Enlarger woes

Joined
Apr 2, 2008
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I've been out printing tonight, and found out the reason for somethingg that's been bugging me for a while: I sometimes get a rippling, grainy sort of pattern near the edges of a print if there is a somewhat even area like a sky. Especially with large prints, that I do on a second enlarger that's bigger than my usual one (I always do two prints at a time so I can do one while the other is in the fixer). Two weeks ago I found out the pattern goes away if I use an 80mm in the big enlarger. Printing 12x16 means the head is at almost all the way at the end of its reach making it a ***** to focus (need to really stretch ot be able to look through the grain finder and turn the focus knob at the same time). So I really want to print with a 50mm, but all including my 'new' Nikkor 50/2.8 give the pattern.

So, to get to the point, the pattern comes from the anti-newton glass. I tried with normal glass on top of the negative instead of the anr and the pattern went away. No newton rings in this print, but it just doesn't feel right printing like this.

It's stuff like this I hate about using a campus darkroom. And that make me want to splurge on a v35 and convert the storage room :smile:

Questions: Is this a common issues? Do I have the wrong anr glass? Am I ok without the anr? Does it make sense to use the 80mm instead?

PS. Although I'm slightly annoyed, I'd much rather deal with this than the issue I had to solve this week where my scanner wouldn't work anymore untill I reinstalled the vuescan I already had, then downloaded and installed the most recent vuescan, plugged the scanner into 6 different USB ports, rebooted a dozen times and did a little dance to make the computet gods happy. Must've done something wrong though cause now my keyboard's broken.... My day time job? Software designer and 'IT guy'. I should have enough computer-karma by now, but this **** follows me home man.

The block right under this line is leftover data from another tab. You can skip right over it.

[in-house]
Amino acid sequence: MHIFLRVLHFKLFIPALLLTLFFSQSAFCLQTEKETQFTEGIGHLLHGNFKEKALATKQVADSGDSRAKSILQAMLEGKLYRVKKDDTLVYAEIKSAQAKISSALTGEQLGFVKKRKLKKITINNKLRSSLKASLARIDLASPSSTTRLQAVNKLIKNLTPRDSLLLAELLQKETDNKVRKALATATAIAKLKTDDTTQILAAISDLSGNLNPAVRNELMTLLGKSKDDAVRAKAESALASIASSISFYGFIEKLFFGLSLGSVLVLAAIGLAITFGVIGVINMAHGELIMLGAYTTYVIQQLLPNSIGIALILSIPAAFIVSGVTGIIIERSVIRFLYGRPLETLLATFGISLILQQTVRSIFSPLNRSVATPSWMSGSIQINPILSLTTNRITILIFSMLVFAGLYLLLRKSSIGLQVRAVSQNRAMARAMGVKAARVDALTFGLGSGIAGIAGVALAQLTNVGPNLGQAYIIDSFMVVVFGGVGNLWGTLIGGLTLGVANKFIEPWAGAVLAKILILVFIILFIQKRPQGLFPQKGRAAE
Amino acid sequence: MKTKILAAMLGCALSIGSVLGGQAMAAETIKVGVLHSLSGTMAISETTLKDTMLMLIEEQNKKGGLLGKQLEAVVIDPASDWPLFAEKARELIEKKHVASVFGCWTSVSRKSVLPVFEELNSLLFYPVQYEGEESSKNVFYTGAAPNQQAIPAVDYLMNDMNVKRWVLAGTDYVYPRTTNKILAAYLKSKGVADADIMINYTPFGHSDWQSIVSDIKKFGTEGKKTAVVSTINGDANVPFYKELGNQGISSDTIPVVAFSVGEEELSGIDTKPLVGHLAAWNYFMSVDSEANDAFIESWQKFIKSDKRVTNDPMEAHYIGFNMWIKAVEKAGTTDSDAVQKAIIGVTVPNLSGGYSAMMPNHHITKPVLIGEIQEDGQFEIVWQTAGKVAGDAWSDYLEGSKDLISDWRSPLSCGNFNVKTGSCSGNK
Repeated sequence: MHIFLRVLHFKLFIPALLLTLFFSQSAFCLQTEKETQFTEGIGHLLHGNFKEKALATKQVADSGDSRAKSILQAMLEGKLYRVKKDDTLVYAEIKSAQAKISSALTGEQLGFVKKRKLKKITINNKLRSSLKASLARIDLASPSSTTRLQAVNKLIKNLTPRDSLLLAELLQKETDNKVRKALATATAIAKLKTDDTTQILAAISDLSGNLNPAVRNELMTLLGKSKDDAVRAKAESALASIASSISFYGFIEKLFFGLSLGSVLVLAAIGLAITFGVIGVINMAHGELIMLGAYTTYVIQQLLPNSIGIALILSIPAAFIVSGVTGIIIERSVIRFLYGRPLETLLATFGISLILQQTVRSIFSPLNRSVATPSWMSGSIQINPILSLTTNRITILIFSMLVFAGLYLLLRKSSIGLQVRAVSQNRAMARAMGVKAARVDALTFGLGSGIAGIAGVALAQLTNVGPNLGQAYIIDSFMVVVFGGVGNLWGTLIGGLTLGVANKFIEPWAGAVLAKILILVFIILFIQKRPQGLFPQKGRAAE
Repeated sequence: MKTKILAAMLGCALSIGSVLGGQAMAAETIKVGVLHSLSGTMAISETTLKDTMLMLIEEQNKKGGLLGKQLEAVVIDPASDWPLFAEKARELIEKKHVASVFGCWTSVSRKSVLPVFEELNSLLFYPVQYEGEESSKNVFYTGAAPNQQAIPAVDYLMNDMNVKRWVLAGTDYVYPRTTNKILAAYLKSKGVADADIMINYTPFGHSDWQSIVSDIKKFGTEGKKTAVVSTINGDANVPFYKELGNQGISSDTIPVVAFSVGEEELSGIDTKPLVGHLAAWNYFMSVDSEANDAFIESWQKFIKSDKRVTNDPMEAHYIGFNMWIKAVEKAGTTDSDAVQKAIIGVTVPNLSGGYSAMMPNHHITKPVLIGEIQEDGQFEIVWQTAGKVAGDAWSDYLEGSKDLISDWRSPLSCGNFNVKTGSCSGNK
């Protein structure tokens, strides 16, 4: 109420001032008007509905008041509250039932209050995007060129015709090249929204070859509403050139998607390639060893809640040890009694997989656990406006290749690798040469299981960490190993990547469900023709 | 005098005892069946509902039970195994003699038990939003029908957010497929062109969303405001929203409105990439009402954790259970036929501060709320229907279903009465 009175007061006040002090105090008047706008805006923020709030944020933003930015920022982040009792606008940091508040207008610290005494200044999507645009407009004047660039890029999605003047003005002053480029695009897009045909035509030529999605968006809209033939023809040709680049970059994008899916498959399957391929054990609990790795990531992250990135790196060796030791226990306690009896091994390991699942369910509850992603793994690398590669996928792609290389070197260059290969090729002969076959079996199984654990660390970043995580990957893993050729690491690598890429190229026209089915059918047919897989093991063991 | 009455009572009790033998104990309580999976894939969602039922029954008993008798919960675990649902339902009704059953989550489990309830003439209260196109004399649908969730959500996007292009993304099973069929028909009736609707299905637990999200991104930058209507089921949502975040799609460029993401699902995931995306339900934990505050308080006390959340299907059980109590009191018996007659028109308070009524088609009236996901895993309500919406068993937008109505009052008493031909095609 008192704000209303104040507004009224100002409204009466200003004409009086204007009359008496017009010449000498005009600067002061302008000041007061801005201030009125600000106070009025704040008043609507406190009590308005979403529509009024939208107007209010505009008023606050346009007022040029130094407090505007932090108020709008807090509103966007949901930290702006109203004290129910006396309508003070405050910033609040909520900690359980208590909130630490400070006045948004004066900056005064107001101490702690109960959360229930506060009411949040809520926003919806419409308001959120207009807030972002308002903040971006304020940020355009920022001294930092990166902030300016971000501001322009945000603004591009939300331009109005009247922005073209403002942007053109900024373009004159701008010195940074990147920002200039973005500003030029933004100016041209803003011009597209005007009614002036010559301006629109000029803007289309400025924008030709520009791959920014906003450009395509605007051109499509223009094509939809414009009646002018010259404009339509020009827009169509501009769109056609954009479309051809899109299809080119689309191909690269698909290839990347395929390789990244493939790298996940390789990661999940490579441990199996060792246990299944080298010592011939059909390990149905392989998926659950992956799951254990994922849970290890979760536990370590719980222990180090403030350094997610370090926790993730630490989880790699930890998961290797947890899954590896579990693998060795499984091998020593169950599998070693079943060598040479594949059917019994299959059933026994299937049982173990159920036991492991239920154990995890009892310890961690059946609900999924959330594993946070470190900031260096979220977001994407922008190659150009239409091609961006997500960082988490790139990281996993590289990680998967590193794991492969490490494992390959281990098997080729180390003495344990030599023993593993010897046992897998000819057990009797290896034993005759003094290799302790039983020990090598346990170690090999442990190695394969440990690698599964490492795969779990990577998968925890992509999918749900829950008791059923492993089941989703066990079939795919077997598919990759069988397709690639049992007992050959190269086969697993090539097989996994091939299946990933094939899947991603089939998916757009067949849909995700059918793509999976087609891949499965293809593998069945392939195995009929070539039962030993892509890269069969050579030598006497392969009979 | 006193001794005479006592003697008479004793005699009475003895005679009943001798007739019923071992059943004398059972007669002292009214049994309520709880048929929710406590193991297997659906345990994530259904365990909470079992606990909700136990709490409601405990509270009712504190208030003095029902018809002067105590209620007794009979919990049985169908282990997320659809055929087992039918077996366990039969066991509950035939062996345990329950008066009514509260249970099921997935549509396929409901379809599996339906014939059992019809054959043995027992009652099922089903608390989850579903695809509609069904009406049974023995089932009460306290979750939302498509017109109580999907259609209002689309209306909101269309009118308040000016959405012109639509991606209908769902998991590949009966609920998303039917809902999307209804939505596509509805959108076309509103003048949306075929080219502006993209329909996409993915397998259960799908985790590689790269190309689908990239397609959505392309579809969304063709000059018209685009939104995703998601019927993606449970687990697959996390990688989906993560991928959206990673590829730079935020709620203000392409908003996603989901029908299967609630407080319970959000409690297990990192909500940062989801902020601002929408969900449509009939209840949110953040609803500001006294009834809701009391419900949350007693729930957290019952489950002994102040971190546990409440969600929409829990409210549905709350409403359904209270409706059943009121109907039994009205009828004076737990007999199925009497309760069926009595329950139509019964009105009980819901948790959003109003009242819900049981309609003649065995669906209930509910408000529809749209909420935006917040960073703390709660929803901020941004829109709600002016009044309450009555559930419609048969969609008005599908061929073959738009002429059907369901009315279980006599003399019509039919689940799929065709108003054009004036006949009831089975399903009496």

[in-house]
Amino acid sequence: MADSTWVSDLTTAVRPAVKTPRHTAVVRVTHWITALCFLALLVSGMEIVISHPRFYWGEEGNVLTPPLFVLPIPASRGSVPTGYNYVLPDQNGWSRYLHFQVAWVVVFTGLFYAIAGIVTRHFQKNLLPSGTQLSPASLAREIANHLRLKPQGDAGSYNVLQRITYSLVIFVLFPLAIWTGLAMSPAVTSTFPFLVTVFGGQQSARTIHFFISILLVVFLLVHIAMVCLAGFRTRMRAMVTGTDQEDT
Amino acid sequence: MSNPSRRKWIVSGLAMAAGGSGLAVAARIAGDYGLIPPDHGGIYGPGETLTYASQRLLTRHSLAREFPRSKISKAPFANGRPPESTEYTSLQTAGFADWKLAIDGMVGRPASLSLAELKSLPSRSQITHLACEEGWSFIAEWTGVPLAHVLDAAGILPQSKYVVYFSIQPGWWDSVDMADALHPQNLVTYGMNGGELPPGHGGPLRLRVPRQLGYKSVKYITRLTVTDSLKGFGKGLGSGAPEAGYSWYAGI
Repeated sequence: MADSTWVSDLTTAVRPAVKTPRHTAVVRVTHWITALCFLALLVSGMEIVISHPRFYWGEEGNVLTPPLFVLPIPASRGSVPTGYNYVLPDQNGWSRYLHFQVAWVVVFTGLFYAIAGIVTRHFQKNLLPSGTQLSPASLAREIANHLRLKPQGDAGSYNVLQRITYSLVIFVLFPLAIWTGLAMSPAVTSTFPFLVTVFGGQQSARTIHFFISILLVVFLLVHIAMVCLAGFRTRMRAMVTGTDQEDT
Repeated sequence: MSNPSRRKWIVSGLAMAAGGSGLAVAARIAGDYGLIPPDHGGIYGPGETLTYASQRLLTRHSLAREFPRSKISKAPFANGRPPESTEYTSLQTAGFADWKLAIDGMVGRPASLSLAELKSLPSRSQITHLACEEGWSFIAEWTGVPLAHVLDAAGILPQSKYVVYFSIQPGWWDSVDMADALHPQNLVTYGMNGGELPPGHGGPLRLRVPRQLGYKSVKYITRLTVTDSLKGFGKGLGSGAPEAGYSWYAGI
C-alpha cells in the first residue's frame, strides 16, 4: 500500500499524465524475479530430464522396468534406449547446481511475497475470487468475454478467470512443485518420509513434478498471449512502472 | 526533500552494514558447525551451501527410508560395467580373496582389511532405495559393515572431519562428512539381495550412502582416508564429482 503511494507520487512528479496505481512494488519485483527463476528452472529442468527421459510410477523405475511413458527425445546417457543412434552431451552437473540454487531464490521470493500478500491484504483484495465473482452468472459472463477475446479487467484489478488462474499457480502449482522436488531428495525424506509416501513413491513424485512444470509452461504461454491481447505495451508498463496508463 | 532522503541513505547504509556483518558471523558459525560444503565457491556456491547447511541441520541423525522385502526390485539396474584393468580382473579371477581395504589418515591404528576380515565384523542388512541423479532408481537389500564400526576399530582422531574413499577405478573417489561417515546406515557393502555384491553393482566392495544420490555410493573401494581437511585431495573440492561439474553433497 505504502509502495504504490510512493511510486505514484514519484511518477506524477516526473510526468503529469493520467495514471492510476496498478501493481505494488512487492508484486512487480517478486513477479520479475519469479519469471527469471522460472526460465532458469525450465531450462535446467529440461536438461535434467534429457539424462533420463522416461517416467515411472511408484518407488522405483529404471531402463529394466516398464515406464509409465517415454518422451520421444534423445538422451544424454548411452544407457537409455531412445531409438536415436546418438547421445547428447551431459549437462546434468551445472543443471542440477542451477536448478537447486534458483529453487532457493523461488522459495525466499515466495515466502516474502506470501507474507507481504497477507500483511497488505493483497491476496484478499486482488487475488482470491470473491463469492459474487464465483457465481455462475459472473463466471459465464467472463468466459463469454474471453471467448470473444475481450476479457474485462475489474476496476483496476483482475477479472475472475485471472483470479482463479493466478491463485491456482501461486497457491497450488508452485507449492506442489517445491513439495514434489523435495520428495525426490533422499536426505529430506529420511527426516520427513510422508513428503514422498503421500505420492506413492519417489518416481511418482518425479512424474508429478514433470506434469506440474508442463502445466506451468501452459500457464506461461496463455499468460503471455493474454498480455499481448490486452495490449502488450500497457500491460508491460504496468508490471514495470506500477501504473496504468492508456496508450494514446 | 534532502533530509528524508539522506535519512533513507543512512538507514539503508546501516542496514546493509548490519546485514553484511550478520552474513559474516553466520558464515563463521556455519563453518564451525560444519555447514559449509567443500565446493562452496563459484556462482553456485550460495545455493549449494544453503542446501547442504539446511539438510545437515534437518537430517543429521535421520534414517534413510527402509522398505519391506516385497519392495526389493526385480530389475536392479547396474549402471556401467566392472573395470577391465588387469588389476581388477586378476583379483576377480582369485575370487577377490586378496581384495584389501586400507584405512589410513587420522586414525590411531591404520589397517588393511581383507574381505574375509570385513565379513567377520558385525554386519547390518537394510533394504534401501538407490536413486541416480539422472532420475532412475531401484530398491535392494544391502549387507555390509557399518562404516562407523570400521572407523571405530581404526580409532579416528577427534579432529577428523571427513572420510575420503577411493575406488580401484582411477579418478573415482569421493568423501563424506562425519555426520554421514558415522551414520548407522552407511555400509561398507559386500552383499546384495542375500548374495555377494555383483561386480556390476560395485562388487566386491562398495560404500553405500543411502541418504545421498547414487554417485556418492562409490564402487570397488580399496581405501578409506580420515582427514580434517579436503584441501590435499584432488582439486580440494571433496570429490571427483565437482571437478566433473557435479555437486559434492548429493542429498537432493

PPS. I should rename this post to "woes aplenty"
 
Joined
Apr 30, 2006
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Riverside, California
Did you try flipping the anr glass over and using it that way? The higher the enlarger head, the more prone it is to vibrations which can blur the print.
 
Joined
Apr 2, 2008
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netherlands
Did you try flipping the anr glass over and using it that way? The higher the enlarger head, the more prone it is to vibrations which can blur the print.
Wouldn't that render the anr useless? Vibrations definitely are another reason I don't like the 80mm.

That does sound like a great idea, but what about film flatness? Or am I ok with 35mm?
 
Joined
Jan 15, 2010
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UK
There is no reason why you should not use non ANR glass if you do not get issues with Newton rings using it. A potential minus of using ANR is that it is possible that the depth of focus when stopped down is enough to bring the granular pattern of the glass into focus in your print.

Do you have 2 ANR glasses in the carrier, top and bottom? If so try with just one on top - generally the film will curl away from the non emulsion side and glass on top should flatten.